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Figure 7: The softened aquaplast sheet is double folded (A), placed onto the teeth, moulded and cooled by wet swab while maintaining digital pressure (B) till the guard is hard (C).


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Figure 8: In patients with missing teeth the aquaplast sheet can be moulded according to dentition thereby transferring the laryngoscope pressure uniformly to the teeth and minimising risk.

Discussion

Dental injury is a well-documented risk associated with rigid endoscopy of the upper aerodigestive tract. Through careful planning, procedural skill and patient positioning this can be minimised and every effort should be made to avoid using the teeth as a fulcrum while carrying out the rigid laryngoscopy [2]. In addition to wet swabs and silicone teeth guard a number of other mouth guards have been suggested including the “Boil and Bite” mouth guard2 which we believe because of its soft nature still does not protect the teeth from breaking. In patients with prominent upper teeth, a 1-2 millimeter reduction in the inter incisor distance because of the teeth guard proposed by Talmon and Gilbey [6] can contribute to difficult access and increases the risk of dental trauma. Formation and application of a thermoplastic mouthguard as suggested by Domanski, et al. [7] spreads the laryngoscope-related pressure uniformly onto the teeth. We employ extending the teeth guard onto the hard palate which has helped us greatly to minimise dental trauma during rigid endoscopy. The senior author (ZA) has successfully used this mouth guard in his practice for more than 15 years without any side effects to the patients and staff. We have no hesitation to recommend use of this mouth guard in every patient undergoing aerodigestive endoscopy.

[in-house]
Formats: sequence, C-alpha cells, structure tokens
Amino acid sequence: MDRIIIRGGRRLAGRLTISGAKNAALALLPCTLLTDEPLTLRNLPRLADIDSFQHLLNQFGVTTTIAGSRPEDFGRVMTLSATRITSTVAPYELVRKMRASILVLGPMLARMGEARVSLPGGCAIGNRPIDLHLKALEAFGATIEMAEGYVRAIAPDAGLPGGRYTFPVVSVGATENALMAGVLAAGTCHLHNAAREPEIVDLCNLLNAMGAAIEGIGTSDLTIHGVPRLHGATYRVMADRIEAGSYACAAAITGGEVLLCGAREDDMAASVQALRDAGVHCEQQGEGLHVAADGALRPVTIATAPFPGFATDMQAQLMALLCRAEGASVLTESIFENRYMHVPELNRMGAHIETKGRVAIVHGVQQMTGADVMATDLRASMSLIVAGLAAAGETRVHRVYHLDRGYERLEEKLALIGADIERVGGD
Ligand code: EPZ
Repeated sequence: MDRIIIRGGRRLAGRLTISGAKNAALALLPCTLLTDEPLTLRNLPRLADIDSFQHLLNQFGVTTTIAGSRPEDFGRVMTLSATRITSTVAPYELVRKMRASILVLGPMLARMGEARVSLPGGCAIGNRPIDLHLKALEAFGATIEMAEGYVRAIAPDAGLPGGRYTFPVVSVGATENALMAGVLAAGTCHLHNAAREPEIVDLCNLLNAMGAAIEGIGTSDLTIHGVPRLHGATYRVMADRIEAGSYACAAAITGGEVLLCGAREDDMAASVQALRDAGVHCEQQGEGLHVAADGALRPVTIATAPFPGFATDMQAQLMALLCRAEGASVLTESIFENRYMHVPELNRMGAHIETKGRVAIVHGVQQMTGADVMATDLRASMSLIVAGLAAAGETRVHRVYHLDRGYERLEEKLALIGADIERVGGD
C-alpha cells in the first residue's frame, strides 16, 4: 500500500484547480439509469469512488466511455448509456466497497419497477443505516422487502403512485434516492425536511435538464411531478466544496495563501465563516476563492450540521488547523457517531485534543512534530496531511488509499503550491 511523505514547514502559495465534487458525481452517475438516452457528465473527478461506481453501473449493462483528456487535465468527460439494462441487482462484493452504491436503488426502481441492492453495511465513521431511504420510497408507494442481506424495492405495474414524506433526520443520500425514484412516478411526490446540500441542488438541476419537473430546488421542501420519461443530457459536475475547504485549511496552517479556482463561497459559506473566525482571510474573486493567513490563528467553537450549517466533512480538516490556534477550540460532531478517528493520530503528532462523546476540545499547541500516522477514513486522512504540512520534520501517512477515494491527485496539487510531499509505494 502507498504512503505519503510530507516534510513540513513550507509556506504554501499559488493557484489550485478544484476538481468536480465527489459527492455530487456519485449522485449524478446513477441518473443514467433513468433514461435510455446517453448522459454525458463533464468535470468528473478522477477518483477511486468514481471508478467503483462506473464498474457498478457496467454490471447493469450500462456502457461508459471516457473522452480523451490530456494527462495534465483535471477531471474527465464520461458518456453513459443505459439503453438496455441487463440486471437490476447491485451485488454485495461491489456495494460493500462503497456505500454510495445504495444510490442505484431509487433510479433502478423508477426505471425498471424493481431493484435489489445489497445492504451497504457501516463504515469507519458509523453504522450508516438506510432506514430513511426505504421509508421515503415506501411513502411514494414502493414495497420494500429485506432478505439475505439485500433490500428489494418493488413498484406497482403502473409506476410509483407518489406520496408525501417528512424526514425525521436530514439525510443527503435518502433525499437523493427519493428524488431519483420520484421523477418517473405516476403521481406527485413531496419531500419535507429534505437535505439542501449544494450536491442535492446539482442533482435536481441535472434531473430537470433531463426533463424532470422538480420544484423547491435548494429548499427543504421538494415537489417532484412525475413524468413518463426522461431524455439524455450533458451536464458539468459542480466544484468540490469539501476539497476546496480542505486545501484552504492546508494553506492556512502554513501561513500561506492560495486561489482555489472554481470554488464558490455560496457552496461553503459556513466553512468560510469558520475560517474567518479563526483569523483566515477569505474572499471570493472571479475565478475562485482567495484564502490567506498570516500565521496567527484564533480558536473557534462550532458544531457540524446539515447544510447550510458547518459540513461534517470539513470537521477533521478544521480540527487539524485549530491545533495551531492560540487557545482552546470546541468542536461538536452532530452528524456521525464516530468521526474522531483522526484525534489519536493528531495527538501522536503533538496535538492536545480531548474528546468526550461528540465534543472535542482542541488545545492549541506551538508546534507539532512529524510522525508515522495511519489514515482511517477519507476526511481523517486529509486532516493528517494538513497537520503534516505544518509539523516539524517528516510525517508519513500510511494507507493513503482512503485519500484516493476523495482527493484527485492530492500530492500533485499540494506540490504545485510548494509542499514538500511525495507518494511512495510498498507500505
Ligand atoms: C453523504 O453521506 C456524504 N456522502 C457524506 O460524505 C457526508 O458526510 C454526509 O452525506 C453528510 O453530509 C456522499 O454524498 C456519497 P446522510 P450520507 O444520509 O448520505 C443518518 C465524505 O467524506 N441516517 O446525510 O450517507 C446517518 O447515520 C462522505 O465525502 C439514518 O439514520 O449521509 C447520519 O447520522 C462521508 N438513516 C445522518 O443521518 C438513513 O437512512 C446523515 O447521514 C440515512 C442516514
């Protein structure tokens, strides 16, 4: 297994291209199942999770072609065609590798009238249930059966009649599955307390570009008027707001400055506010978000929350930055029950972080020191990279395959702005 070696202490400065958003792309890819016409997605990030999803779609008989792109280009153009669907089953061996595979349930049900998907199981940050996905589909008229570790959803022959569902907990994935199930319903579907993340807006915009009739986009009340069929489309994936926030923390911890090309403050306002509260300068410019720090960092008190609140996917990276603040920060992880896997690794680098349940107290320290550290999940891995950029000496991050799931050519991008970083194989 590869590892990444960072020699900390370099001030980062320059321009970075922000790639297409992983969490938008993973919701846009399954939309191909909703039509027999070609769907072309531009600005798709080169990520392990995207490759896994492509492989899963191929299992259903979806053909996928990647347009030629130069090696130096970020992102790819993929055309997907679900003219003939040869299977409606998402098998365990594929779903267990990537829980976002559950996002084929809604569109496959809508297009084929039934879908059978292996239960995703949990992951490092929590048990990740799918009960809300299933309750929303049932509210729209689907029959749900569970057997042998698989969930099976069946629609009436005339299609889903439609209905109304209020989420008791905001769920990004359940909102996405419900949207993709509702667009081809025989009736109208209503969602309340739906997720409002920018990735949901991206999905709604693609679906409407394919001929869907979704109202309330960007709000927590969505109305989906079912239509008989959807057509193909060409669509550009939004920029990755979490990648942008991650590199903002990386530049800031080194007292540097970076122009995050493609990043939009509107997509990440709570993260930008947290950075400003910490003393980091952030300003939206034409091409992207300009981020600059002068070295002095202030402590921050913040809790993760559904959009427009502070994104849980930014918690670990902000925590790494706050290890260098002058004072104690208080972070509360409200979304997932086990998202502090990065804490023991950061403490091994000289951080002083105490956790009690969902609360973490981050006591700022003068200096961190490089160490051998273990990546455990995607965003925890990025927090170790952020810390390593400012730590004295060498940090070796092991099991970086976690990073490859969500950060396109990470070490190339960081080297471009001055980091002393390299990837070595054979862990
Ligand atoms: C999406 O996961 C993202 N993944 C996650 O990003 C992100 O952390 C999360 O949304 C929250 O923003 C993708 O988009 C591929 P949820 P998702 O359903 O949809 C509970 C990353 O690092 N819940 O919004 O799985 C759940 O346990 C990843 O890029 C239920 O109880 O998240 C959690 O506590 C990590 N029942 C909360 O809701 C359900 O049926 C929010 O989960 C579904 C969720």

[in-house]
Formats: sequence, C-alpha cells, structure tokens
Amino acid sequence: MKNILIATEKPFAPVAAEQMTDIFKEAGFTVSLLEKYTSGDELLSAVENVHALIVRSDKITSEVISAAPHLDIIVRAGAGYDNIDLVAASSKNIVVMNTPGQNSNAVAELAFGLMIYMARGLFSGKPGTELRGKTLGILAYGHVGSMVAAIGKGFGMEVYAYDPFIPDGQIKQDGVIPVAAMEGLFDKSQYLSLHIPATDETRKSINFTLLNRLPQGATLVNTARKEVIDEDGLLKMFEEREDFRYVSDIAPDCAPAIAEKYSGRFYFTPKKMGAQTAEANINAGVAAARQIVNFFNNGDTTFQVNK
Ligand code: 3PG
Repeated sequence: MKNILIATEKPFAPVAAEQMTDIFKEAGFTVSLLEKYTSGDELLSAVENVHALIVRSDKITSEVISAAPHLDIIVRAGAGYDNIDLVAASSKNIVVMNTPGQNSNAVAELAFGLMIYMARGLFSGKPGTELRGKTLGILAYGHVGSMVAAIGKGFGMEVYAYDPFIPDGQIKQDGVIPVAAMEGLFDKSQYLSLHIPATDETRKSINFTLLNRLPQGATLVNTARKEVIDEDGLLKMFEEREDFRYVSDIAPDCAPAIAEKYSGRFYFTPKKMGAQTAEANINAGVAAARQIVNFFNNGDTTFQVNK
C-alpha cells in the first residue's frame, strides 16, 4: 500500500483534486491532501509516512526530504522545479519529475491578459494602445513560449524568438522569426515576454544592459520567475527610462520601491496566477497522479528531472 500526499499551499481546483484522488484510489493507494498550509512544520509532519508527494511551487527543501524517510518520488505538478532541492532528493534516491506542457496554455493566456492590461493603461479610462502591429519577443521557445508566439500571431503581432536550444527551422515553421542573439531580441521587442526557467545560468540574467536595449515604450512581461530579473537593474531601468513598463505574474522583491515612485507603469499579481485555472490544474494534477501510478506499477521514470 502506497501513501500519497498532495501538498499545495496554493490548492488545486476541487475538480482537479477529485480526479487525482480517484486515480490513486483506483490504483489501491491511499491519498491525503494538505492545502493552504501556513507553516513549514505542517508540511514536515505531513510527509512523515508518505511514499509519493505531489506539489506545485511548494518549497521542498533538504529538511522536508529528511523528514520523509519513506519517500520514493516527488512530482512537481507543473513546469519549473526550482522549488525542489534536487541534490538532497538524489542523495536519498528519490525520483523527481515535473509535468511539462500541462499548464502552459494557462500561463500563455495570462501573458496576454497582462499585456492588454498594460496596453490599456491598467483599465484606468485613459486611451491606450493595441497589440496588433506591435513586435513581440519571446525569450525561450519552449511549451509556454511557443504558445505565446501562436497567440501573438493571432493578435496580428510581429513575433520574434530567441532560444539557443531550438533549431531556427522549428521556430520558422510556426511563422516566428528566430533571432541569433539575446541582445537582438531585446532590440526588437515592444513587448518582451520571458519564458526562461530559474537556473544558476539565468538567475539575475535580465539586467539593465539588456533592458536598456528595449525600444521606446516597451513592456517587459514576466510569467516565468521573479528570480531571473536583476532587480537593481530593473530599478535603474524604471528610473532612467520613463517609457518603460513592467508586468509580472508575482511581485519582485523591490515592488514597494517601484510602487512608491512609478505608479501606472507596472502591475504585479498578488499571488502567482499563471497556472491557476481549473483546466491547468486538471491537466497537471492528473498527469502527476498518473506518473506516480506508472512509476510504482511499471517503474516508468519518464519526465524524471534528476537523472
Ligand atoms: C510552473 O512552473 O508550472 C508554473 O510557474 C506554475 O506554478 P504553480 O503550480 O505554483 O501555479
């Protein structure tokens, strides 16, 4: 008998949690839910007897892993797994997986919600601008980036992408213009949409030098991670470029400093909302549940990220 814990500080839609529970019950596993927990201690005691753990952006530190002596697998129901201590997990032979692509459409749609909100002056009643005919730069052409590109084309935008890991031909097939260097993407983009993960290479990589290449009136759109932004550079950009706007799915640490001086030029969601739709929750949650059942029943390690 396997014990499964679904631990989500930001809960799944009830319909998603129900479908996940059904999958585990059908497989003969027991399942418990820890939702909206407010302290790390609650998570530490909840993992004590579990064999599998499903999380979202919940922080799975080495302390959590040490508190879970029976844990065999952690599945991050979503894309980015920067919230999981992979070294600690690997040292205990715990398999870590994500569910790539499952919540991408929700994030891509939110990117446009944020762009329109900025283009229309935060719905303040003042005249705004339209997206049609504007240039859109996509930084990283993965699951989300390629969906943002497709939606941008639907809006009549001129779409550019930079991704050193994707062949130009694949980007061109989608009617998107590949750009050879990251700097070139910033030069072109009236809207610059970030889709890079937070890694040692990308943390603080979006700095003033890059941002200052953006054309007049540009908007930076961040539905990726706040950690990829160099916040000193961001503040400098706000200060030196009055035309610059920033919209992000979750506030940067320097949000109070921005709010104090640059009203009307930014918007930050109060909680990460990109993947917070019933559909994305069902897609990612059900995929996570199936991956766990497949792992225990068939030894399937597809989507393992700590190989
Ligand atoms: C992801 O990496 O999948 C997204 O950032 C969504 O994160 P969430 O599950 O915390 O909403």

References
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  2. Crossland GJ, Pfleiderer AG. 'Boil and Bite' mouth guards for direct laryngoscopy. Clin Otolaryngol. 2007; 32: 121‐122.
  3. Olson GT, Moreano EH, Arcuri MR, Hoffman HT. Dental protection during rigid endoscopy. Laryngoscope. 1995; 105: 662‐663.
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  7. Domanski M, Lee P, Sadeghi N. Cost-effective dental protection during rigid endoscopy. Laryngoscope. 2011; 121: 2590‐2591. PubMed: https://pubmed.ncbi.nlm.nih.gov/22109757/